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LEED FOR HOMES “Bill and I fell in love with ‘Atrium 2’ and bought the blueprint,” she says. “The atrium creates a very dramatic space. Its ceiling is finished with reclaimed pine flooring and we installed a fabulous chandelier.” Steve recommended Greg Williamson, an architectural technologist in Lions Head, Ontario, to make changes to meet the Ontario Building code. He also incorporated ideas like Smart Framing, which is something that LEED recognizes. “Instead of building on traditional 16-inch centres, we built on 24inch centres. It still complies with code, gives you more space for insulation, and uses less lumber,” explains Steve. The house has a simple layout. “It’s basically a box with three covered porches and wide overhangs that provide character,” he says. The two-storey atrium provides natural light and ventilation that eliminates the need for air conditioning. The kitchen, dining, and living areas are all open to the atrium. The two main walls of the living space face south so the master bedroom, den and living room have windows that get direct sunlight during the day. The kitchen and utility areas (mudroom/laundry room, stairwell and front entrance) are on the north side of the house. The house is expected to meet LEED Gold. Adhering to the LEED checklist meant considering every detail, including CFL lighting and ENERGY STAR fans and appliances. A local plumbing contractor took care of all the low-flow plumbing fixtures and the heating system, which includes an HRV system with an ECM motor and a high-efficiency Envirosense™ hot water tank to supply both domestic hot water and the in-floor heating system. “Products are either built locally, or are environmentally friendly, but you don’t often get both,” says Sandy. “One exception is the decking. Northern Composite Products in Fergus use rice hulls, recycled glass

Front Entrance way, all natural plantings and retained treescape

Exterior side yard, all natural plantings

and plastic to make decking that is durable, beautiful and environmentally friendly.” There was compromise on the home front as well. Sandy originally considered a green “living” roof, but ultimately opted for an aluminum roof that’s recycled and durable. The success in this project was in the learning. As for LEED certification, Steve’s advice is, “build as energy efficient and environmentally friendly as you can, but don’t chase points by incorporating things that may not be practical for you.” All things said and done, the cost of the home was around $500,000. “We could have done it for less,” says Sandy, noting higher end finishes for countertops and flooring and two custom built showers upped the ante. “I like to think of our house as a practical green home that is just right for us.” GB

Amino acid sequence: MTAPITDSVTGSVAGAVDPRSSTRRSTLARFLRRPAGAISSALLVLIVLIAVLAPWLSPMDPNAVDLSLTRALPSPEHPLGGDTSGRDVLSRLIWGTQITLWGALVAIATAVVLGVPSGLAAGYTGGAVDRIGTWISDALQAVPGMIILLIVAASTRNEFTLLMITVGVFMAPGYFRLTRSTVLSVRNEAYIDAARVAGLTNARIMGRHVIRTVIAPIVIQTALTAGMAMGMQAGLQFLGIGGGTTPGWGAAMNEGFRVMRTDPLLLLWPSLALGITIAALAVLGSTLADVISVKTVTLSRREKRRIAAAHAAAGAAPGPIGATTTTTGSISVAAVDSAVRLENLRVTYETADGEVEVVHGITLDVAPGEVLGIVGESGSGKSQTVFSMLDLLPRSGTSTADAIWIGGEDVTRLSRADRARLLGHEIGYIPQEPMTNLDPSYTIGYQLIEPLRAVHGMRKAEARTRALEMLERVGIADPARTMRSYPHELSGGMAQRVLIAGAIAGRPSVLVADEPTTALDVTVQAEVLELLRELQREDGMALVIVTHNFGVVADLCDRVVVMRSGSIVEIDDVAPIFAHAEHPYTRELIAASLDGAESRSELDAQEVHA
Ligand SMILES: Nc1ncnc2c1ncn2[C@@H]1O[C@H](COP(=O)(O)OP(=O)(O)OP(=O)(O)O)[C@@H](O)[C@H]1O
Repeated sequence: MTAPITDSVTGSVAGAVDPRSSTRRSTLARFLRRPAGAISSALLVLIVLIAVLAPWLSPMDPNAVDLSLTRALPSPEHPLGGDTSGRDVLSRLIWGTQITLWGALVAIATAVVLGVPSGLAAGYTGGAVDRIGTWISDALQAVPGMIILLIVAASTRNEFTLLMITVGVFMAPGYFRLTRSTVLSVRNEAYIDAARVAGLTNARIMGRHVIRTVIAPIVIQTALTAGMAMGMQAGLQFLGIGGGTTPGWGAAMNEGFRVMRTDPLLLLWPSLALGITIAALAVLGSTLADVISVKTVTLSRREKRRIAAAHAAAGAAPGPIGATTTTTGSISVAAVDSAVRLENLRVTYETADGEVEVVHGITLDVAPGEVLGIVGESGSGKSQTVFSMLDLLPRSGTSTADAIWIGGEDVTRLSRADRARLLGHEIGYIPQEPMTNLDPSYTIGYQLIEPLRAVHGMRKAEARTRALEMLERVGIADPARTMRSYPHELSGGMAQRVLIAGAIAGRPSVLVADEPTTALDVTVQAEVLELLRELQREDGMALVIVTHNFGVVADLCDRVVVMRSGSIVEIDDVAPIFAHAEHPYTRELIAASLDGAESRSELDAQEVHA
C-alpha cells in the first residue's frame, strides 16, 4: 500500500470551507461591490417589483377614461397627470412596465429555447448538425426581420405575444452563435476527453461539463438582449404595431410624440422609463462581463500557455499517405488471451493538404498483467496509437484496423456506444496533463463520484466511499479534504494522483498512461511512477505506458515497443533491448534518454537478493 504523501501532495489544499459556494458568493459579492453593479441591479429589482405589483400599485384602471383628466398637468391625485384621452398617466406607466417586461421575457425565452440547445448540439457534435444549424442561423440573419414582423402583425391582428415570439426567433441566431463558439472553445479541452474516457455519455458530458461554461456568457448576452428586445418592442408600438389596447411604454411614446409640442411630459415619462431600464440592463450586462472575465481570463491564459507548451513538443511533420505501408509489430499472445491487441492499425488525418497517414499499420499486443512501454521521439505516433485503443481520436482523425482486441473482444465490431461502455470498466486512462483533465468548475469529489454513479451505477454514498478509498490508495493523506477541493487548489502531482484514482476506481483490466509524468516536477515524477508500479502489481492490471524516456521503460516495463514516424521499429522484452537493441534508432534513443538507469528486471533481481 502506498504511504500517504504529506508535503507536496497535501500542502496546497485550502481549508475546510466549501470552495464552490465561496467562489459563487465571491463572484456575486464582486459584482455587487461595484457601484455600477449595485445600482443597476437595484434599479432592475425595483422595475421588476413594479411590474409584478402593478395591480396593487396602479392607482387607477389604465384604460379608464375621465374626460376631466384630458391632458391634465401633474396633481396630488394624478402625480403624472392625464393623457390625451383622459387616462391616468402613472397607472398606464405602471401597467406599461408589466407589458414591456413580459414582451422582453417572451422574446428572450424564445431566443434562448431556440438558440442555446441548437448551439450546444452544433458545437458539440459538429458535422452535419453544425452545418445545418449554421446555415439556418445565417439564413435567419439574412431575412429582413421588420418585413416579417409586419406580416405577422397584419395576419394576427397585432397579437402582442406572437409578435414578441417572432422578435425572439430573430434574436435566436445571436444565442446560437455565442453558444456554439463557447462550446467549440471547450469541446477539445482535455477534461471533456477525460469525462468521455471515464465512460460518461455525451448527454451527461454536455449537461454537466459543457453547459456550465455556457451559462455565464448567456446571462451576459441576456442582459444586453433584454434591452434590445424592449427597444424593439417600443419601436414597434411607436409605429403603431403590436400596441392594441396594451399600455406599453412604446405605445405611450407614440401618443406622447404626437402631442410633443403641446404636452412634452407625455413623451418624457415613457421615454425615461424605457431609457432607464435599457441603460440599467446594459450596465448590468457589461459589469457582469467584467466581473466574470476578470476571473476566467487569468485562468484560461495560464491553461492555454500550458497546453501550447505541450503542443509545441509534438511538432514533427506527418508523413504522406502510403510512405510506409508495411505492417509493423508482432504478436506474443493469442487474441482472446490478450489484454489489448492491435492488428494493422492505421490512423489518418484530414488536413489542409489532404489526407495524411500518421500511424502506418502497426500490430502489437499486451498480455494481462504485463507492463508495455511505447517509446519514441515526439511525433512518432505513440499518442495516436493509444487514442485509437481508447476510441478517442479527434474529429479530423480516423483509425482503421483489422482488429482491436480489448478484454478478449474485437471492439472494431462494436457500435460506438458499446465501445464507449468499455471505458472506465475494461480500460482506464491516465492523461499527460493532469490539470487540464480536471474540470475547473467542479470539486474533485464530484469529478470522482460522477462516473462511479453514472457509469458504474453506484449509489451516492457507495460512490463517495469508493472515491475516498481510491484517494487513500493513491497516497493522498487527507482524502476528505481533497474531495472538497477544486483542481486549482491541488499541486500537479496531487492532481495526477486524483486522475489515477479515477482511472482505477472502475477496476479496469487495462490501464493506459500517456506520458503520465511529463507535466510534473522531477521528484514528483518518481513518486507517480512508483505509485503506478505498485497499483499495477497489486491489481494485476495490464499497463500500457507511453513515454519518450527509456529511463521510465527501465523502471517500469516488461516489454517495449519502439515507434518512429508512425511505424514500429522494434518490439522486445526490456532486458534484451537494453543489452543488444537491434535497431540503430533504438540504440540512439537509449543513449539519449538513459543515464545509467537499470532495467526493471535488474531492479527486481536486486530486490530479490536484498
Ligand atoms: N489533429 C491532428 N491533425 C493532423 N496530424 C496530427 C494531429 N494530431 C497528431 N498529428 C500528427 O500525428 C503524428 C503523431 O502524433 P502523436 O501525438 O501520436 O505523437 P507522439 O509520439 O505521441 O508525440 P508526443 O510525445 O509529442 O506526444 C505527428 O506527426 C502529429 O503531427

Dennison Homes Builds with the Future in Mind By Marylene Vestergom

Atrium with Reclaimed Pine ceiling



or Sandy Nelson of Kincardine, Ontario, winning an environmental responsibility from her employer Bruce Power awakened her inner environmentalist. Her commitment to reducing her footprint began with a magical month aboard yacht “2041”. Sandy was a member of an environmental cleanup team on King George Island and explored the waters around the Antarctic Peninsula. Sandy and her fiancé Bill Harper bought a piece of property just north of Kincardine eight years ago, in anticipation of building a life together. “At that time the standard for environmentally-friendly building was R2000,” says Sandy. They interviewed three qualified local builders, including Steve Dennison of Dennison Homes in Port Elgin. Coincidentally, the week that the Canadian Green Building Council emailed her the brand new standard, LEED® Canada for Homes, Steve called to say that with very few changes, their house would be a good candidate for LEED certification. “He was on the same

Green Building & Sustainable Strategies

path and even signed up for courses on how to build to LEED standard. Since he was so enthusiastic it made our decision easy,” says Sandy. “This was definitely a learning process,” says Steve. When building any house, you have a million choices to make. But when you’re trying to build green, your choices are narrowed with limited information to guide you. Jim Hill, a local supplier in Hanover came on board to build the kitchen cabinetry. “It’s not just about energy,” points out Steve. “LEED is also about the house as a home; about the health of its inhabitants. To avoid off-gassing, all the finishes, paints, insulation, MDF – everything has to be low VOC.” “There are a lot of competing rating systems out there,” says Steve. “You think you’ve found the right product and everything seems to check out, but it doesn’t meet the LEED recycling content. Building to a LEED standard requires a huge investment in the education process.” Researching for the right vendors and products was a team effort. Sandy was very involved sourcing the partners to pull off this project. It started with acquiring the building design. Sandy found Sun Plans™, specialists in passive solar homes, online. spring 2012

Southern exposure for passive solar design spring 2012

Green Building & Sustainable Strategies


GB & SS Magazine - April 2012  
GB & SS Magazine - April 2012  

Green Building and Sustainable Strategies Magazine - April 2012 Issue